Which of these three yoga teachers do you suppose people find ‘crazy?’

Ashtanga teachers have popped up in two major North American newspapers over the past couple of days.

David Gellineau, from the Toronto Star

The first case is in the Toronto Star; the teacher is David Gellineau. And the headline on this post is, honestly, the first thought I had when I finished reading through the piece.

The Star ran a Q&A with what it bills as three of the city’s top yoga teachers. Here’s what made me wonder the above (I’ve edited it a bit to bring the quotes together):


Q. What is your daily practice?

I try to practise formally for about one hour a day, but there are also all kinds of small opportunities during the day and evening, even during the night, to stretch, take a big breath, and establish the body on the ground.


Q. What is your daily practice?

I practice six times a week, for about two to three hours a day, starting at 4:30 in the morning.

The third teacher doesn’t answer the same question (or we would have had a perfect balance), so here’s a slightly similar exchange:


Q. Who is your yogic mentor?

I don’t have a guru, but the yogi I admire the most is Swami Sivananda, a great saint in India who exemplified service to humanity and promoted unity amongst all beings.

OK, it’s really the daily practice question that leaps out. An hour a day versus two to three, starting at “4:30 in the morning.” Surely a few readers couldn’t hold back their, “What?!” I’m thinking this article may not have gotten Gellineau a bunch of new students… but that’s Ashtanga right?

The trio all do answer one question. Here it is (again, I’m pulling them all together; the Q&A is presented differently):


Q. What are your favourite poses?

I like any posture that helps me feel happier living in my body.


Q. What are your favourite poses?

I don’t really have a favourite posture. I honestly just do my practice and I like doing all of it.


Q. What are your favourite poses?

At the moment, my favourite pose is extended side angle. It instills in me a great sense of confidence, determination, will power and strength — like I can be and accomplish anything.

Nothing too shocking there. Maybe the answers shed some particular light on different types of asana practice or those who practice them.

The second newspaper appearance is by Diana Christinson, who was one of Bobbie’s teachers along the way. We posted about her earlier column in the Orange County Register. She has another up, about Spring:

The imaginal cell inspires us to believe in transformation and to imagine.

The equinox brings vibrant colors and smells. Seeing the first caterpillar will remind me of the Einstein quote, “Imagination is everything. It is the preview of life’s coming attractions.”

What is coming? What is possible? The caterpillar’s message, what can we imagine for ourselves?

We’re privy to “what is coming,” right?

Posted by Steve


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Two Ashtangis write about their practice and their teachers.

6 thoughts on “Which of these three yoga teachers do you suppose people find ‘crazy?’”

  1. I don’t think any of them are crazy. They all seem to me to be very well grounded individuals. I myself wake between 4 and 4:30 to practice. It is necessary to do this as I have other responsibilities to take care of before leaving for work. I thought everyone did this…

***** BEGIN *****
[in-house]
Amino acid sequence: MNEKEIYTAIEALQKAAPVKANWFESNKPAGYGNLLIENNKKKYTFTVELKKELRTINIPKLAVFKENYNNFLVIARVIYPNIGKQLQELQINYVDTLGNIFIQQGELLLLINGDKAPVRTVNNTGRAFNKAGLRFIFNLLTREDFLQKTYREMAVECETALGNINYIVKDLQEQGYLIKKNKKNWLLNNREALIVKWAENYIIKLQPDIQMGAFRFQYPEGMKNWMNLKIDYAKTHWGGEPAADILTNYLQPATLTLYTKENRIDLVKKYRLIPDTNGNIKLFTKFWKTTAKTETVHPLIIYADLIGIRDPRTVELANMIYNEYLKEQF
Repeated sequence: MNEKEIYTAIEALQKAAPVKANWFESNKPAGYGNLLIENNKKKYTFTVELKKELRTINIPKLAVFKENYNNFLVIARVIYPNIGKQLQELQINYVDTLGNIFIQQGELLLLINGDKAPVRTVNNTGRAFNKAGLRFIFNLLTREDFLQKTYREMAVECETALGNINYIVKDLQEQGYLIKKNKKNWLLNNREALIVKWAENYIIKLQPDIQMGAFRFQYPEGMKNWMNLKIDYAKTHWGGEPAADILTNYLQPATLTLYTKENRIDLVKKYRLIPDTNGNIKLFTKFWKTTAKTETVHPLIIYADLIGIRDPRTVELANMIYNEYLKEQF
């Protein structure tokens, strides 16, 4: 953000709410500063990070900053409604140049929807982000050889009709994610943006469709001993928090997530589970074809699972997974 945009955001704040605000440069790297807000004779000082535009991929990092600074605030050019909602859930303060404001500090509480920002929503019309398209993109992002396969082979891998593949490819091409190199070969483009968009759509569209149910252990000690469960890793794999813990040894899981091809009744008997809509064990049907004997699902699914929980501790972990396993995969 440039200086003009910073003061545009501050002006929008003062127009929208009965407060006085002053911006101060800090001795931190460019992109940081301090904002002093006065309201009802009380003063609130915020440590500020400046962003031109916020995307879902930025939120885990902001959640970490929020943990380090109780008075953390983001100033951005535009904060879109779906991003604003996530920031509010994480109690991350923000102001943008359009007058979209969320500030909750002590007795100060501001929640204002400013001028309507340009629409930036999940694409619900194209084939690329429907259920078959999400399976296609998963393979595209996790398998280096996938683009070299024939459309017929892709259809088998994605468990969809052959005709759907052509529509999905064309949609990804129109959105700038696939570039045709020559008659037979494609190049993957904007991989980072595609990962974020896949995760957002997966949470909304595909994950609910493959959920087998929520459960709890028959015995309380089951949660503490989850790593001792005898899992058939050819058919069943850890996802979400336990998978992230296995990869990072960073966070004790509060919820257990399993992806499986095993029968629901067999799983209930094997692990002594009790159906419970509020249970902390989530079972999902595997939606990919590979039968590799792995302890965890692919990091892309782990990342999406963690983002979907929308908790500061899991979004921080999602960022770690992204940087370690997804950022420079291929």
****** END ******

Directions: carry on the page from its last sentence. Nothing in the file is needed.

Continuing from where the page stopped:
2. I agree with J. None of these teachers sound crazy. They come across as devoted and dedicated professionals who ensure that their own practice is complete so they can fully engage with their students. If we saw similar claims from a trainer at a gym, we would applaud their actions. Just because little is known about yoga teachers, it’s easy to pigeonhole them.

    As we are taught that we should never judge our practice, we shouldn’t judge that of others . Describing these teachers as crazy (or even using this language) negatively reinforces stereotypes about yoga and our community. It also can be detrimental to the careers of these teachers.

    In future I would be more cautious in my use of language as statements like this are unfair.

    1. As I noted in my response to J, I was putting myself in the shoes of readers of the Star — ones who don’t exercise, who don’t understand yoga — and realized they must think, “Whoa, that’s crazy!” I think they’d say the same about a trainer getting up at the same time to go do Crossfit. (Speaking of which, those people are crazy, right? Have you seen their workouts?)

      It was meant as a light-hearted way to pass on the story; we always try to highlight when (and sometimes how) Ashtanga in particular is portrayed in the wider media. As was discussed at the Confluence this month, in many ways yoga isn’t as fun as it was back in the 70s and 80s. We like to have a little fun with the practice when possible.

      So it isn’t a matter of our judging them, although I admittedly don’t agree we aren’t taught to “judge” others, it just depends on what one’s perspective on judging is. If I didn’t “judge” a bad teacher, I might get injured, for instance. I’m not saying they are “bad people” or anything like that. But we judge all the time as we understand out world.

      And one final reflection, as I think about this: I suspect I think David’s crazy, as I think I am when I’m sweating my way through an asana practice. But that’s not necessarily bad. (My judgment, I suppose.)

      Now, off to a Kino workshop — a crazy way to spend my Saturday.


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